Deep blue sky laced with white clouds

Clear blue waters give way to a soothing landscape

Hues of crimson exude energy across the morning sky

Red is a colour associated with ceremony in many cultures

Showcase 29 Feb 2012

The Power of Colour

To harness the amazing power of colour you first need to expand your idea of what colour is all about. You must understand colour as something that goes far beyond the knowledge of colour theory, or a natural eye for putting colours together harmoniously.

The Effects of Colour 

Colour taps into your heart, mind and body. Studies show that most of the time you aren't consciously aware of the influence colour has on you, despite that it is a part of your everyday mood and feelings. Even when you are tuned in to the effects of colour, it can still be difficult to pin down exactly why you are responding in a particular way. That's because there may be a countless number of signals, all converging into your response to a colour or colour scheme.

Colour Symbolism: Learned Responses 

Colour symbolism describes associations or learned responses to colour based on sex, age, environment and cultural references. For example, purple is often linked to royalty because long ago it was the colour made from a dye that only the very wealthy could afford. Red is an auspicious colour that historically has symbolised good fortune, protection, commitment and joy.

Colour Psychology: Human Behaviour 

Colour psychology on the other hand is the study of colour as a factor in human behaviour. These responses to colour are automatic, inherited and shared regardless of age, sex, geographical area, or cultural background. While the effects of colour on the human body and brain are not fully understood, studies have shown that colours can stimulate the areas of the brain that regulate hormones and other physiological systems. In turn they alter mood and emotions.

For instance, being surrounded by blue can calm you down while seeing red can excite you. These colours can tap into your emotions, too. Red can evoke feelings of aggression, while blue may make you feel at peace. It is this combination of physical and emotional response to a colour that adds another layer to its meaning.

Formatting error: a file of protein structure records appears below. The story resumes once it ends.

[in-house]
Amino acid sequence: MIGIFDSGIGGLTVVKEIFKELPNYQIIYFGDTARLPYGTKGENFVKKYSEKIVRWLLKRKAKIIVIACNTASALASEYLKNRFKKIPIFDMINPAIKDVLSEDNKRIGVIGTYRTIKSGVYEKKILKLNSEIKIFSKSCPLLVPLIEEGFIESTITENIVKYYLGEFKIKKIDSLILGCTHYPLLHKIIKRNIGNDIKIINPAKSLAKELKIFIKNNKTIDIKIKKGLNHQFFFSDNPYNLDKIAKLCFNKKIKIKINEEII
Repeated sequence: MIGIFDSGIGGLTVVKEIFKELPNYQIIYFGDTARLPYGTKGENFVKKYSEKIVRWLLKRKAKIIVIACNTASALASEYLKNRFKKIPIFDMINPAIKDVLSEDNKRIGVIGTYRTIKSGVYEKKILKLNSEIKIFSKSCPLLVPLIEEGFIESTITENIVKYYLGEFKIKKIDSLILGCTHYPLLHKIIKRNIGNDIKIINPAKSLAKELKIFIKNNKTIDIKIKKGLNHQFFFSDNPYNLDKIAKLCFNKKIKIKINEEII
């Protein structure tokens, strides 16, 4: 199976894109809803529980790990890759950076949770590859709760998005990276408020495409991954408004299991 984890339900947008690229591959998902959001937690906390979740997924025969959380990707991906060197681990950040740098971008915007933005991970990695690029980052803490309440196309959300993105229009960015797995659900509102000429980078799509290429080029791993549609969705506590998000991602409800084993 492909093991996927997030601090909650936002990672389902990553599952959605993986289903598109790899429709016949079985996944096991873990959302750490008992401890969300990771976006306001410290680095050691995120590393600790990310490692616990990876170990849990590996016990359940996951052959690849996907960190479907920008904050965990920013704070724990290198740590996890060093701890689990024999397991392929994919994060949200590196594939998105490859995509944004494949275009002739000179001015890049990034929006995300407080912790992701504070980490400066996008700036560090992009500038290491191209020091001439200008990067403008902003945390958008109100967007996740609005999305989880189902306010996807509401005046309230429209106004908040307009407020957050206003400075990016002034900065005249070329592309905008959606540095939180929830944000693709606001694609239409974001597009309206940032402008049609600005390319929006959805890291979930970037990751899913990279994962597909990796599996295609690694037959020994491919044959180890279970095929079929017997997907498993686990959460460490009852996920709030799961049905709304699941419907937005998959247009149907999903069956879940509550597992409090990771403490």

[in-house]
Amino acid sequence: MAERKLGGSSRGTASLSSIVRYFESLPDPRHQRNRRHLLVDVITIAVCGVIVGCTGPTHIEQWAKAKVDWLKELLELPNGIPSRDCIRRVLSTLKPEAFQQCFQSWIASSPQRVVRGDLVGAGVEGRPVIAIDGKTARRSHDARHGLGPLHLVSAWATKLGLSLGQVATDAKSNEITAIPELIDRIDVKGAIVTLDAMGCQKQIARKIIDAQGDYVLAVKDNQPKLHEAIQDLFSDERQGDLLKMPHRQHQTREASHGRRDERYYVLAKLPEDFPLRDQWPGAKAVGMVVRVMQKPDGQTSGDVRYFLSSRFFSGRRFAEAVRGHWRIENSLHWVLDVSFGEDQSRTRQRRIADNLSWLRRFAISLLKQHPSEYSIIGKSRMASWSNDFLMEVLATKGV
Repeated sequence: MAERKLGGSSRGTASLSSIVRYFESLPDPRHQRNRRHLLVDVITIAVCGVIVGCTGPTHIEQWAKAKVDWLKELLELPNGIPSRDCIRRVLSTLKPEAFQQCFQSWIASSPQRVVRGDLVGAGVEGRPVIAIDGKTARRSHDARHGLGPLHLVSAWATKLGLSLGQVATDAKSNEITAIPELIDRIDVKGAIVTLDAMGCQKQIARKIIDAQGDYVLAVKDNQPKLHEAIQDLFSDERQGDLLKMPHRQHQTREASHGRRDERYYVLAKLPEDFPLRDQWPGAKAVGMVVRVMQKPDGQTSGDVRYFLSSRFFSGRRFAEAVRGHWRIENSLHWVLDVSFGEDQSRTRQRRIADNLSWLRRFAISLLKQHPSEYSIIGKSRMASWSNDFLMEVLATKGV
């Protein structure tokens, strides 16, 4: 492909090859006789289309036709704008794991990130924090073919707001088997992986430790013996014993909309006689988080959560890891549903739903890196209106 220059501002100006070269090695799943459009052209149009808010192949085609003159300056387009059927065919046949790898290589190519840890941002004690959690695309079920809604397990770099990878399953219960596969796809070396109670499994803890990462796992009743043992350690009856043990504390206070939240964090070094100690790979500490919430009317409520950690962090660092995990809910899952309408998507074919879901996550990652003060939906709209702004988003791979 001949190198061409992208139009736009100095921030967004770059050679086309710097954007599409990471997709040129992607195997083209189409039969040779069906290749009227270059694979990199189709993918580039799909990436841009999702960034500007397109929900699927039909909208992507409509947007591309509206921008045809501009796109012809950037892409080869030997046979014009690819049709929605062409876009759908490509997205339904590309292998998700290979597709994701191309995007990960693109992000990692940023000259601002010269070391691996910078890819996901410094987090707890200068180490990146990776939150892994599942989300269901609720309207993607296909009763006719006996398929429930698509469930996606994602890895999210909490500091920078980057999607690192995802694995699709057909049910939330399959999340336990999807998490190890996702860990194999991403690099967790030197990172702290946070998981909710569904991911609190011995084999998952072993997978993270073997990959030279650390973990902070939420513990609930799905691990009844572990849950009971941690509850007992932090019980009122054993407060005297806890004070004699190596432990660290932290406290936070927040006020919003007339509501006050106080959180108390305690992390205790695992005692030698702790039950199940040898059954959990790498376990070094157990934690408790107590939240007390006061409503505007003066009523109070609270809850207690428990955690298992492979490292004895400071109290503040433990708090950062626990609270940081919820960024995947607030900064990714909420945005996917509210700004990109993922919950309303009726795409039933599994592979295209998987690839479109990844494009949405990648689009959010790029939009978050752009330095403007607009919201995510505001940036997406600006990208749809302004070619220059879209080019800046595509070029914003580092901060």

Colour Meaning: Personal Bias 

As you have gone through life you have also developed a unique association to colours. Your colour memories are strongly linked to your experiences and can have a long-reaching effect on how you respond to colour. Personal colour associations can influence how you feel about a colour and thus your decisions about it. If your bedroom growing up had yellow walls, which you hated, chances are you will never think of it as the perfect colour in your home as an adult.

Colour Meanings, Symbolism and Psychology 

Red may call to mind love, romance and passion, and the hearts of Valentine's Day. Yet red also is associated with fast cars, aggressive behaviour and even rage as in 'seeing red'. So how is it that the same colour has come to represent two things that seem so opposite? Red is inherently exciting. It stimulates energy, increases your blood pressure, respiration, heartbeat and pulse rate. Love and rage produce similar physical reactions. Love can make your heart beat a little faster and your palms sweat. Anger also raises your blood pressure and makes your heart pound faster, but for a different reason. Love, anger and the colour red all produce changes in our body that are very similar and link the colour with these emotions. Using the colour red in symbols or phrases that describe love or anger reinforces that message.

A person's experiences, personal preferences and cultural bias all come into play when discussing colour. While colour symbolism and psychology are not one and the same, they easily become intertwined, since our learned colour associations often closely correspond to our innate reactions to the same colour. Sprinkle in personal bias and you will begin to understand the power of colour.

Contributor: President and chief color maven of Sensational Color, Kate Smith is an internationally renowned colour expert, sought out for her ability to guide businesses on how to use colour to gain recognition and generate revenue.

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